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Why we need to empower and educate young people about stop and search

At a recent event attendees heard how the work of the Stop & Search Legal Project is paying dividends, but there are still challenges ahead for those working to combat discrimination and improve the relationship between police and young people.

In the aftermath of the 2011 ‘London riots’ many young people voiced their anger about their treatment by police. Racial imbalance in the use of stop and search and repeated misuse and abuse of these powers were a common complaint. It became clear that much more needed to be done to educate and empower young people about their rights, particularly in relation to stop and search. With this aim the Stop & Search Legal Project (SSLP) was set up in 2012 to help young people become more familiar with the law and the legal system. The project also wanted to push for an end to the use of racial profiling by police exercising stop and search powers and reduce the negative impacts this practice has on affected communities.

In its first few years SSLP has achieved a great deal. The project delivers up to three workshops a month, successfully reaching out to schools and youth centres to educate young people about their rights, including who can stop them, where, when, on what basis and how. They run “demystifying law” legal experience placements aimed at young people not in education, training or work and / or from disadvantaged backgrounds and have also given evidence about stop and search to the Greater London Authority.

Earlier this month a range of speakers, including researchers, lawyers and young people, addressed new and potential SSLP volunteers, discussing the latest developments in policing, the effectiveness of the SSLP’s work and future challenges.

Adam Elliott-Cooper, an academic and former youth worker who researches the way that black communities in the UK are organising to address policing issues, highlighted the importance of using discussions about policing to engage young people in social issues. He also raised the negative impact of Operation Shield, a new scheme that is being trialled by the Metropolitan Police in three London boroughs. Currently in its early stages, the scheme is aimed at targeting individuals identified as ‘gang members’, allowing them to be punished for criminal action carried out by others within the same gang.

As Elliott-Cooper pointed out, this undermines the requirement of ‘reasonable suspicion’ towards an individual that would usually govern both stops and searches and arrests. He raised serious concerns about how use of these powers could disproportionately affect and criminalise black people, with 78.2% of those listed on the Metropolitan Police’s Gang Matrix being black, compared to around 13% of the London population. This is particularly concerning in in the absence of a clear method for identifying gang members, the fact that many categorised as such do not have criminal convictions, and conversely, a tendency not to categorise white organised crime as “gang related,” highlighted by academics such as Patrick Williams and Lee Bridges.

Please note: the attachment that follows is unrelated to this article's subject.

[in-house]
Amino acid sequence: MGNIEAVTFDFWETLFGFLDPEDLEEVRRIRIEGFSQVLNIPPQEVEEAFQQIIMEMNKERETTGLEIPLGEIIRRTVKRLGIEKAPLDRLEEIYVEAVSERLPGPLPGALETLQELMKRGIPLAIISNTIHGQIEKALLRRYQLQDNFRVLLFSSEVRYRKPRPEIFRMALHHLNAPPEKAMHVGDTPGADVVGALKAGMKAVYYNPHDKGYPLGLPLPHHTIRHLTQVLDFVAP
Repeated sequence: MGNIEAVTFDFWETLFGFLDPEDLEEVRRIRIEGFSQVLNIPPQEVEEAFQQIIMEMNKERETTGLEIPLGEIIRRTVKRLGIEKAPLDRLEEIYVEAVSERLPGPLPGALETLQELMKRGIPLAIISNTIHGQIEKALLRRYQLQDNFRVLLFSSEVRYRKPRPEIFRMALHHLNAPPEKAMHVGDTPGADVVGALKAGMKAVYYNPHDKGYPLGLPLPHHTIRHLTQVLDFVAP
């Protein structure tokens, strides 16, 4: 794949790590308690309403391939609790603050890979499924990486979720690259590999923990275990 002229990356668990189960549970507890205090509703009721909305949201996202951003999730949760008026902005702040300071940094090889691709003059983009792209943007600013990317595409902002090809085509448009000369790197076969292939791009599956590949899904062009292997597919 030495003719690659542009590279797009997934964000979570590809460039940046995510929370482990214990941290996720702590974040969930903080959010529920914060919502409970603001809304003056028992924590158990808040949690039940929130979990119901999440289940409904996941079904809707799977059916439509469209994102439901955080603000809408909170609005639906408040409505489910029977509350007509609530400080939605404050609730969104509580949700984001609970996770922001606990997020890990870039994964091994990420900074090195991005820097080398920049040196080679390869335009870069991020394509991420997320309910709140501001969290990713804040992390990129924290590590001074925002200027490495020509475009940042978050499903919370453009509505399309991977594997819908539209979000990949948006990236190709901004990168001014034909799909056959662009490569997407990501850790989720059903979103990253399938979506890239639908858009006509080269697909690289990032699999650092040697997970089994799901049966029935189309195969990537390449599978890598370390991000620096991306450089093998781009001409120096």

The theme of racial discrimination was also picked up by another speaker, criminal defence lawyer Cecilia Goodwin, who noted that, “Simply put, if you are young, black and male you are disproportionately likely to be stopped and searched.” Journalist Glenn McMahon went on to talk about how best to equip young people to deal with police contact, saying, “We want them to feel empowered, but we don’t want them to escalate the situation.”

SSLP sessions encourage young people to recognise the difference between police officers, who have the power to conduct stops and searches, and PCSOs who do not, as well as requesting information that the police are required to give before a search is carried out. McMahon noted in his speech that the realisation that a young person is aware of his or her rights can sometimes, in itself, make the police conducting a search a little more respectful.

He went on to explain that many young people wrongly believe they have to give their name and address during a stop and search. By withholding this information, the young person can take control of the situation and avoid giving unnecessary details; although, as SSLP’s sessions also point out, this may need to be weighed against the potential advantages of having a record against the person’s name if they wish to complain about the frequency of searches. Another common misconception is that it is generally unlawful to film officers: the sessions address this by showing a video clip in which Haringey Borough Commander Victor Olisa explains that in most situations this is permissible.